Fortunes start turning for Asia's oil refiners after boom time

The prospect of a dip in refinery usage comes at a time when China has yet to move fully beyond its anti-virus lockdown. PHOTO: REUTERS

SINGAPORE (BLOOMBERG) - Oil refiners in Asia are starting to mull a reduction in operating rates after running flat out, following the blowout in processing margins triggered by Russia's invasion of Ukraine.

At least three processors in North Asia are considering cutting total run rates from as early as September as profits from turning crude into fuels such as gasoline sank this month, according to company officials, two of which asked not to be identified as the information is private. The third, Formosa Petrochemical Corp, said it has cut gasoline output, and may in turn reduce overall run rates.

The prospect of a dip in refinery usage heading into the final quarter of the year at a time when China has yet to move fully beyond its anti-virus lockdowns may be an additional headwind for crude oil. Benchmark Brent futures are on course in July to cap their first back-to-back monthly loss since late 2020 as recession concerns and tighter monetary policy battered commodities including energy.

While spot premiums for physical crude cargoes in Asia have climbed this month - suggesting still-solid demand for now - margins on products like gasoline have dropped back to levels seen before Russia's invasion of Ukraine as tightness eased. That's squeezing refiners' profits, and may herald a slower pace of operations.

"There may be significant run cuts from September, if the market doesn't improve," said Mr Lin Keh-Yen, spokesman at Taiwan's Formosa Petrochemical. "Crude runs in August are unlikely to change significantly as diesel and low-sulfur fuel oil margins are still good. Moreover, product sales for the month are already done and crude purchases have been made."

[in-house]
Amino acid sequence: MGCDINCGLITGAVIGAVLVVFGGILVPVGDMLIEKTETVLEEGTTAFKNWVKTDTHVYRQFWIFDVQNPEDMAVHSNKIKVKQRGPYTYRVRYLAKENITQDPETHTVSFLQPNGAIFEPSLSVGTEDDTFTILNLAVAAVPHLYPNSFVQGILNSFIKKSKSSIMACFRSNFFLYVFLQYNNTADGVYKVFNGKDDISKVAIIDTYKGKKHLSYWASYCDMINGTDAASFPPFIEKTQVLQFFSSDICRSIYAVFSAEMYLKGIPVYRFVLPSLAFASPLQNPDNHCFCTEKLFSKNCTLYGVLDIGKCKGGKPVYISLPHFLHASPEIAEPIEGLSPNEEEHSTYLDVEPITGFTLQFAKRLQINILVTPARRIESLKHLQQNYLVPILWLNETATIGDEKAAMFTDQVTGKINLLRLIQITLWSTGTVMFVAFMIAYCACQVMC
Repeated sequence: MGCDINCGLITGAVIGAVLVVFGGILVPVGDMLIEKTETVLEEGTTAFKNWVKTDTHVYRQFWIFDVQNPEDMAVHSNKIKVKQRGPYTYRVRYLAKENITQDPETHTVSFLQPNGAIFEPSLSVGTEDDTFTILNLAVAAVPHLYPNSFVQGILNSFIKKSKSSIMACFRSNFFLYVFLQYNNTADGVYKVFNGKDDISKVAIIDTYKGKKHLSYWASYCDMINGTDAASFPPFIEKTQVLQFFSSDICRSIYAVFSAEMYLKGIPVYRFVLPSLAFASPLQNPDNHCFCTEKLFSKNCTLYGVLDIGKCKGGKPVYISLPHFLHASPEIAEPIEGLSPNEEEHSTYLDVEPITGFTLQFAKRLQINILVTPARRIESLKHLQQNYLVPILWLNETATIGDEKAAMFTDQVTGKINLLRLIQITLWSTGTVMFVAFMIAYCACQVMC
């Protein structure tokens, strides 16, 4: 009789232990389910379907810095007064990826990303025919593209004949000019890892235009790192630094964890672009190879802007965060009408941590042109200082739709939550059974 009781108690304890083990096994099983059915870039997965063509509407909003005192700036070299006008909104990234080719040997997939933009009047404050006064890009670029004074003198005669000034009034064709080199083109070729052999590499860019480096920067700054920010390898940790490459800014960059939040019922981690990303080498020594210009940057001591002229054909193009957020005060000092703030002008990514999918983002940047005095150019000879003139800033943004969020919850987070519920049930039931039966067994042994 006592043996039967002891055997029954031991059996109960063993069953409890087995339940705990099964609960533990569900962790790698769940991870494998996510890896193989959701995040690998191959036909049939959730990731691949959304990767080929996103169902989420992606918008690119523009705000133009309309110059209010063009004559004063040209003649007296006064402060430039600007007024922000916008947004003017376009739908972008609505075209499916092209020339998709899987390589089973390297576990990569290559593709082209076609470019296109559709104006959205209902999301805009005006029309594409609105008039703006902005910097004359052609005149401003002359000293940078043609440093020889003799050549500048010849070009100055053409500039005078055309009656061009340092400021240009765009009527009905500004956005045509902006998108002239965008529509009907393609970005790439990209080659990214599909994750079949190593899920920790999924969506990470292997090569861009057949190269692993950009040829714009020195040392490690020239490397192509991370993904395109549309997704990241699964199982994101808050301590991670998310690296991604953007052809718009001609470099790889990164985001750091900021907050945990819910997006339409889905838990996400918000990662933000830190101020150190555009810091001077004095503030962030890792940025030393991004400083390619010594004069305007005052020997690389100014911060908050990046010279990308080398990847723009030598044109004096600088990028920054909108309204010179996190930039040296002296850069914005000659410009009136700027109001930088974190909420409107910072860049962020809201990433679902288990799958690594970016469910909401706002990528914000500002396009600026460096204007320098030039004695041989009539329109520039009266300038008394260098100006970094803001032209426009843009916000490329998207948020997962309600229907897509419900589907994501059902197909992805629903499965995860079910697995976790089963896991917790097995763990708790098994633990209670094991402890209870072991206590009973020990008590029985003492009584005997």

Formosa Petrochemical has already trimmed gasoline output last week by about 5 per cent, and may consider further lowering production of the fuel depending on market conditions, according to Mr Lin.

In Asia, oil traders will start booking October-loading crude cargoes next month, after wrapping up the cycle for September-loading barrels this week. The weakness in gasoline is set to ripple through other products, according to industry consultant FGE, which warned in a July 22 note of a further decline in overall refinery profits.

Diesel-cracking margins in Asia have also been under pressure. They've fallen 40 per cent from their recent peak in late June but remain more than double the level reached before the pandemic in July 2019, according to Bloomberg Fair Value figures.

Diesel comprises a majority of the export volumes for Asian refiners. Further afield there are signs of weakness in gasoline too, including the US, where a run-up in prices to a record during the summer driving season dented usage.

In the most recent set of figures, gasoline demand is only just above the same time two years ago on a seasonal four-week rolling average, but below every other year back to 2000, according to the Energy Information Administration.

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